“They’re on the move again.” She said.
“So.” I replied.
“That usually means they’re up to something, and that usually means we have to get involved.” She said.
“Usually?” I asked. She turned toward me with a sarcastic expression spreading across her face.
“Usually.” She said with sarcasm to match the face. “Grab your gun and lets get moving.” She stood and began to walk out of the office. I jumped up and grabbed my belt and gun holster and hastened after her. The MailMan stood outside. He was tall and old. Definitely seen some action. His uniform was a faded dusty grey with blue patches sewn through it. Even his shoulder shield, the true sign of a real MailMan and normally the most polished and gleaming surface of any uniform, was dusty.
“What exactly did you see?” She asked him.
He answered in an old voice. Each word sounded as if it rang true, and it didn’t matter if it did or not, because he was old and you just don’t contradict what an old man says. Especially since old men made it to the age they are, and if they made it that far they had to be doing something right.
“They were moving south, down from the mountains it seemed. About five to ten I would say. Not well fed. Scraggily. Probably a poor winter. They’re either looking for food or recruits, but the good money is on food. Ya’ll are the first town in the way, and if they don’t change direction, which they probably won’t, you’ll be their fruit basket.”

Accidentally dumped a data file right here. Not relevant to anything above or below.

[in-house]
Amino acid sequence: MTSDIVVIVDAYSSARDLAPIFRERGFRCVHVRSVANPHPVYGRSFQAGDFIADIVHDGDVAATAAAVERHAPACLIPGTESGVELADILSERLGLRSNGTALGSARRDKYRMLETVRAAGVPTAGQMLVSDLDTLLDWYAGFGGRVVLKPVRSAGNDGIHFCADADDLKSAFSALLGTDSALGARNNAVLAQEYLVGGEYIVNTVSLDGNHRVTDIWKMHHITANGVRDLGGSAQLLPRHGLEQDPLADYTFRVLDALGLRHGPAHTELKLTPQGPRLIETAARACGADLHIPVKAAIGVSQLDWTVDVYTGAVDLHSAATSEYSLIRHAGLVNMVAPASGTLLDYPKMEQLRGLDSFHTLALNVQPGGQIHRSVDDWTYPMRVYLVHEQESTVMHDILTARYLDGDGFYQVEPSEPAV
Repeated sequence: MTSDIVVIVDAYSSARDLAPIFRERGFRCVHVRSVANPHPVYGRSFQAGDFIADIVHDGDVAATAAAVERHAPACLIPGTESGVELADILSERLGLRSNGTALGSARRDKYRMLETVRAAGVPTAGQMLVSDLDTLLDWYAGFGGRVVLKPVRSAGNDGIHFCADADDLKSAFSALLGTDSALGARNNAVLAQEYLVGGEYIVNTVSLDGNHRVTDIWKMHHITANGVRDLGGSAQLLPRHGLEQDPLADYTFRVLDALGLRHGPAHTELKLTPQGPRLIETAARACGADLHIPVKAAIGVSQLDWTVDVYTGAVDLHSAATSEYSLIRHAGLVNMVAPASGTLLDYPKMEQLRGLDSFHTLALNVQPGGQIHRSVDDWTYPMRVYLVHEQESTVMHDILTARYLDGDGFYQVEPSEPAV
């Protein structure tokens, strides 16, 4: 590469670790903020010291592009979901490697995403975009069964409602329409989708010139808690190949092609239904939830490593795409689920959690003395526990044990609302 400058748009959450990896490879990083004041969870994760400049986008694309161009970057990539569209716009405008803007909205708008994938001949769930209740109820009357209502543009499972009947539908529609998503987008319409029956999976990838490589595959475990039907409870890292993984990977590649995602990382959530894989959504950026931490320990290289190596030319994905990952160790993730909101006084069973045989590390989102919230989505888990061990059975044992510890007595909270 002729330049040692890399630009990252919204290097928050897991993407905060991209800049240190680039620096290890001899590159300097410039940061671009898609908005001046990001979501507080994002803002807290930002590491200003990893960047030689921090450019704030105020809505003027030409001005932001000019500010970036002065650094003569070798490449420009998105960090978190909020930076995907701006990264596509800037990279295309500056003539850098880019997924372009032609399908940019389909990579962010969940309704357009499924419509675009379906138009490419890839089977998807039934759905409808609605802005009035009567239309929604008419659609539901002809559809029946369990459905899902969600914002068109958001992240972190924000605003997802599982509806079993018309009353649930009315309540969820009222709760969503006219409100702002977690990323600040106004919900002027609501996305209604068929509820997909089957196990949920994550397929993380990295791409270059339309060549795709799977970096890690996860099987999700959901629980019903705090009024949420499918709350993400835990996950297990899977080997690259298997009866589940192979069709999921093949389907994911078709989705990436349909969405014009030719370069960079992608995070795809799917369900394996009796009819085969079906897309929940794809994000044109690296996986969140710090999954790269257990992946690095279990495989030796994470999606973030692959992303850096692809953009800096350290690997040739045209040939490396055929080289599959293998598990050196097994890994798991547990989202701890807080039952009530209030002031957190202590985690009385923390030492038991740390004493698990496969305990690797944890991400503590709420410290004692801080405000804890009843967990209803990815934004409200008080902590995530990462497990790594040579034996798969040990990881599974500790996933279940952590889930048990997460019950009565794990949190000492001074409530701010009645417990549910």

“Any advice?” She asked.
“You got two options basically.” He said. “If you want everyone to live that is, or at least most of everyone.” He smiled at that, and the smile slowly sank away from his face as he continued. “You can either kill em, or feed em.”
“Uh huh.” She said and gestured for him to continue.
“If you decide to kill em. Get a group of your best fighters and your best trackers and head on out, find them and ambush them while they’re asleep. You’ll probably get away without a single casualty, if you do it right and nothing goes too terribly wrong. But if you do that, do it now, don’t wait cause the closer they get the more of a problem it’ll be. Or you could feed em. Every family picks some food, and good food not spoiled food. Then you collect the food and go out to the Ferals yourself, with only one other person, like your deputy here, and you offer it to them. If you’re lucky they’ll eat and then head back. If your not they may either decide that it wasn’t enough and still come for more or decide to live off you and then you have a pack of Ferals to take care of.”
“What would you suggest?” She asked.
“Kill em and be done with it.” He answered flatly.